Lastly there is the “players I do not recognize by name” category with Jason Thompson, Marcus Thornton, James Johnson, Tyler Honeycutt, and Franciso Garcia (OK, I do recognize James Johnson only because he was on the Raptors last year). I do not want to make too harsh a judgment on any of these players as I have not caught many Kings games in the last few years, but for the team’s sake I hope they are decent players as two of them are pegged as starters.
Any Kings fans will notice that I have left Isaiah Thomas off this list. He is the one player that I couldn’t put in one of the three categories because all I have heard about him is that he actually pretty damn good and has outperformed all of his professional expectations.
Considering the strength of the Western Conference from top to bottom, it is hard for me to project a team higher than 15th when 93.3% of the roster is able to be slotted into disparaging categories I just made up.
My #14 seed projections for both Conferences will be up tomorrow!
When the color commentators of prime time games in which the Cowboys were getting killed (there were a few last year), the cameras were at least able to focus in on Rob to grab the audience’s attention. Anything to detract from hearing John Gruden slobber over Tony Romo’s footwork in an attempt to convince Jerry Jones that he is the right man for the next Cowboys’ head coaching job.
While watching a few minutes of the Ravens & Cowboys game today I saw Rob’s new hair-do and I had to find out what happened. I guess, according to this article, he cut it for a nonprofit that uses that hair for children who have lost their hair, a noble cause yes, but there are some issues.
1) He looks like a 70-year-old woman.
2) He didn’t cut it short enough for the nonprofit to use properly.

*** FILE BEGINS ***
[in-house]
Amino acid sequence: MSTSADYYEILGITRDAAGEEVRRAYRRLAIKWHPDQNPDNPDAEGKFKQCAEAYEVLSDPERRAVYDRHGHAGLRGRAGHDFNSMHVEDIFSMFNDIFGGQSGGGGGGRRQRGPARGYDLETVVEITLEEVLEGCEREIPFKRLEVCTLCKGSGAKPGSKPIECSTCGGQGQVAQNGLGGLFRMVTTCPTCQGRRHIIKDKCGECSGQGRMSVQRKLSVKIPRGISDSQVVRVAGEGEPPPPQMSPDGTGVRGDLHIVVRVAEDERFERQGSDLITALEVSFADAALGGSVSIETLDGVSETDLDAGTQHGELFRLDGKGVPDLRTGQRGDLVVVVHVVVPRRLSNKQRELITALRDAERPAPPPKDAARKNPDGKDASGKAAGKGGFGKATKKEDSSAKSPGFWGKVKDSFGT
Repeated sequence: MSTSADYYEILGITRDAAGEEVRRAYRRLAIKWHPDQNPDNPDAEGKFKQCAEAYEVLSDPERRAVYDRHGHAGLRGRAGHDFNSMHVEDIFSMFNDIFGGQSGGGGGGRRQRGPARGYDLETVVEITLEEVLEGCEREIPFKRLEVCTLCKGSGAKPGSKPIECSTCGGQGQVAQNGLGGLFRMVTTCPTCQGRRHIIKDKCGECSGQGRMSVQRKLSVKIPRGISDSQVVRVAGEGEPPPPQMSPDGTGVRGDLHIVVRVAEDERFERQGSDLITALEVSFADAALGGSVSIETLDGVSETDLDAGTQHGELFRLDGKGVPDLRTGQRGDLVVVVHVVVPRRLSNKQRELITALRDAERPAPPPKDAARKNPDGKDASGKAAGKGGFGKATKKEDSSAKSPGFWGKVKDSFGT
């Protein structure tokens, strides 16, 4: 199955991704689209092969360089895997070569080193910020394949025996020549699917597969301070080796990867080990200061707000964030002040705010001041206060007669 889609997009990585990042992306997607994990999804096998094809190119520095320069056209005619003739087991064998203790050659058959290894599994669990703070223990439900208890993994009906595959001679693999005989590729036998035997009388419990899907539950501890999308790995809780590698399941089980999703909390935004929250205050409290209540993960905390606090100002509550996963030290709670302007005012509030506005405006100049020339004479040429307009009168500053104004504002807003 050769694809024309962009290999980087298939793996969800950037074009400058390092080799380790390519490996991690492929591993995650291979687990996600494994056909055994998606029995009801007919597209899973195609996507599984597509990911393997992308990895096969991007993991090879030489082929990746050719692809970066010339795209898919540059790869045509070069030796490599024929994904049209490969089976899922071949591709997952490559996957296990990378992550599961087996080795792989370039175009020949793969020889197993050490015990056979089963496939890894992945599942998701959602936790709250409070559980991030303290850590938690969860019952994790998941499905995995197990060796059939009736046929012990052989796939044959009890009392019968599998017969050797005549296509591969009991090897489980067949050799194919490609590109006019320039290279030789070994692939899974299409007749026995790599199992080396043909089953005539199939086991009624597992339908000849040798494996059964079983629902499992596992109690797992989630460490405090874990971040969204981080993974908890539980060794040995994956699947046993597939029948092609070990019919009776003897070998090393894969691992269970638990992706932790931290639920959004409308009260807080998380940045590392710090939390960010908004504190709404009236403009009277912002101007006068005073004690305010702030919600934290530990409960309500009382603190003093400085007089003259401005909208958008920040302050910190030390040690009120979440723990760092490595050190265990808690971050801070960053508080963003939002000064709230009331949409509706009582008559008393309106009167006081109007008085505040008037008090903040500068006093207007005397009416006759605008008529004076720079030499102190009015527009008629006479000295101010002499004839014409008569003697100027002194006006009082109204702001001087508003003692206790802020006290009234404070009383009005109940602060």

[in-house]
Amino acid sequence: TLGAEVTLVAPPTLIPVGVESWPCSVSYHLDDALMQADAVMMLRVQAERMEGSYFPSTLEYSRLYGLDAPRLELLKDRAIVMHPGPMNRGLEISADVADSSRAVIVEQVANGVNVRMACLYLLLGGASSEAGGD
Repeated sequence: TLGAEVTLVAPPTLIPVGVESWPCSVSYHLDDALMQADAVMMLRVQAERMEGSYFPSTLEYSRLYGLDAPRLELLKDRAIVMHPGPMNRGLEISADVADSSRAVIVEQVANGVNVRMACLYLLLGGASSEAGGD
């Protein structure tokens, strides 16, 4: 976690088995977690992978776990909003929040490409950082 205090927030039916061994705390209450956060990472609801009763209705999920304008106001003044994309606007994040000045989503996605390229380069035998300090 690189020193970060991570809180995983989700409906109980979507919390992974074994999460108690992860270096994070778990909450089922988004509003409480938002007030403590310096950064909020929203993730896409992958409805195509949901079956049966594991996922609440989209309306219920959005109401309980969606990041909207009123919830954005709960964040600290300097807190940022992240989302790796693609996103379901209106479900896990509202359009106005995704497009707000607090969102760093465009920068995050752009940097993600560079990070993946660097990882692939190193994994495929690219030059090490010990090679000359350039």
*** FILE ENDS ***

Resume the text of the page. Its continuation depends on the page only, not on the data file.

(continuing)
All of this equals FAIL.
Bryan Colangelo, 47-year-old son of basketball mogul Jerry Colangelo, has been the general manager of the Toronto Raptors since February of 2006. Since that time Colagnelo has secured his second Executive of the Year Award, taken the Raptors to the playoffs in the first two of his six years with the organization, and accumulated a .433 win percentage over 476 regular season games.
While Colangelo was previously praised during his time as General Manager for the Phoenix Suns, for managerial moves that acquired two-time MVP Steve Nash and the drafting of Shawn Marion and Amare Stoudemire, his time in Toronto has been much more contentious. His contract with the Raptors is up after this season and in light of his recent off-season maneuvers I have my doubts whether Colangelo is the right man for the job of getting the team competitive again.
There seem to be two schools of thought in the NBA of how management should piece together a winning team: 1) through the draft; or 2) by trading or signing for star talent. Being in the most northerly city in the NBA, not to mention the only city outside of the US, Toronto has built in challenges for any GM. Generally, players are not intrinsically drawn to sign free agency contracts with Toronto as a destination to live. Other places like Miami, LA, and New York are blessed in this sense. Read more…
I try to look at the free angency decision that Steve Nash has to make this summer from his point of view: